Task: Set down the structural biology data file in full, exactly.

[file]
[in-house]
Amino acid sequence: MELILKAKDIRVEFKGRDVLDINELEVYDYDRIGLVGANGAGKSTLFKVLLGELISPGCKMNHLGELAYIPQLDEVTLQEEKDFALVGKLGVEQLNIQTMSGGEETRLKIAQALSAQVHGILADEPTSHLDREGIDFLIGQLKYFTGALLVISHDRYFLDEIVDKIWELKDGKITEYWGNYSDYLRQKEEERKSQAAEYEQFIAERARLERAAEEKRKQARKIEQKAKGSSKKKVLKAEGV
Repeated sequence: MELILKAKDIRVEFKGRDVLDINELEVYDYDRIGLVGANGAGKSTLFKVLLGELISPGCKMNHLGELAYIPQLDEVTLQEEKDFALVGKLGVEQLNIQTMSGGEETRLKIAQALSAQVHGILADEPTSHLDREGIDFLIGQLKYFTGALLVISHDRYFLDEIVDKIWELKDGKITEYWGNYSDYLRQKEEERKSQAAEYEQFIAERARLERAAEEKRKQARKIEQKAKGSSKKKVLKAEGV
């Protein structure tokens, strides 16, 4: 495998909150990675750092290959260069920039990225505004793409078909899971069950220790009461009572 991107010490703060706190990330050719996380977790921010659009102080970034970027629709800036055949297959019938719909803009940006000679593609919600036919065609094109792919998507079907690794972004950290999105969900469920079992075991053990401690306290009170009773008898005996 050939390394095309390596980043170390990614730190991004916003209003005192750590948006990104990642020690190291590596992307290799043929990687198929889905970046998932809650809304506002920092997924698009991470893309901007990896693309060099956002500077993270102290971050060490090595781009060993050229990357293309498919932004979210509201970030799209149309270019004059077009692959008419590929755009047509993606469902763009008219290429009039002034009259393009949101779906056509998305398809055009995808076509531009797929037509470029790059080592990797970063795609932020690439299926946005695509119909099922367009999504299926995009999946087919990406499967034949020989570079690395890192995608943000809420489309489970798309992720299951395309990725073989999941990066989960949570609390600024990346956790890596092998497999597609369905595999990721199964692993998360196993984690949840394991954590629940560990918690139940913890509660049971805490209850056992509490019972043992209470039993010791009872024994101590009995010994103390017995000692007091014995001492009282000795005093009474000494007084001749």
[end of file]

[in-house]
Amino acid sequence: MELILKAKDIRVEFKGRDVLDINELEVYDYDRIGLVGANGAGKSTLFKVLLGELISPGCKMNHLGELAYIPQLDEVTLQEEKDFALVGKLGVEQLNIQTMSGGEETRLKIAQALSAQVHGILADEPTSHLDREGIDFLIGQLKYFTGALLVISHDRYFLDEIVDKIWELKDGKITEYWGNYSDYLRQKEEERKSQAAEYEQFIAERARLERAAEEKRKQARKIEQKAKGSSKKKVLKAEGV
Repeated sequence: MELILKAKDIRVEFKGRDVLDINELEVYDYDRIGLVGANGAGKSTLFKVLLGELISPGCKMNHLGELAYIPQLDEVTLQEEKDFALVGKLGVEQLNIQTMSGGEETRLKIAQALSAQVHGILADEPTSHLDREGIDFLIGQLKYFTGALLVISHDRYFLDEIVDKIWELKDGKITEYWGNYSDYLRQKEEERKSQAAEYEQFIAERARLERAAEEKRKQARKIEQKAKGSSKKKVLKAEGV
């Protein structure tokens, strides 16, 4: 495998909150990675750092290959260069920039990225505004793409078909899971069950220790009461009572 991107010490703060706190990330050719996380977790921010659009102080970034970027629709800036055949297959019938719909803009940006000679593609919600036919065609094109792919998507079907690794972004950290999105969900469920079992075991053990401690306290009170009773008898005996 050939390394095309390596980043170390990614730190991004916003209003005192750590948006990104990642020690190291590596992307290799043929990687198929889905970046998932809650809304506002920092997924698009991470893309901007990896693309060099956002500077993270102290971050060490090595781009060993050229990357293309498919932004979210509201970030799209149309270019004059077009692959008419590929755009047509993606469902763009008219290429009039002034009259393009949101779906056509998305398809055009995808076509531009797929037509470029790059080592990797970063795609932020690439299926946005695509119909099922367009999504299926995009999946087919990406499967034949020989570079690395890192995608943000809420489309489970798309992720299951395309990725073989999941990066989960949570609390600024990346956790890596092998497999597609369905595999990721199964692993998360196993984690949840394991954590629940560990918690139940913890509660049971805490209850056992509490019972043992209470039993010791009872024994101590009995010994103390017995000692007091014995001492009282000795005093009474000494007084001749």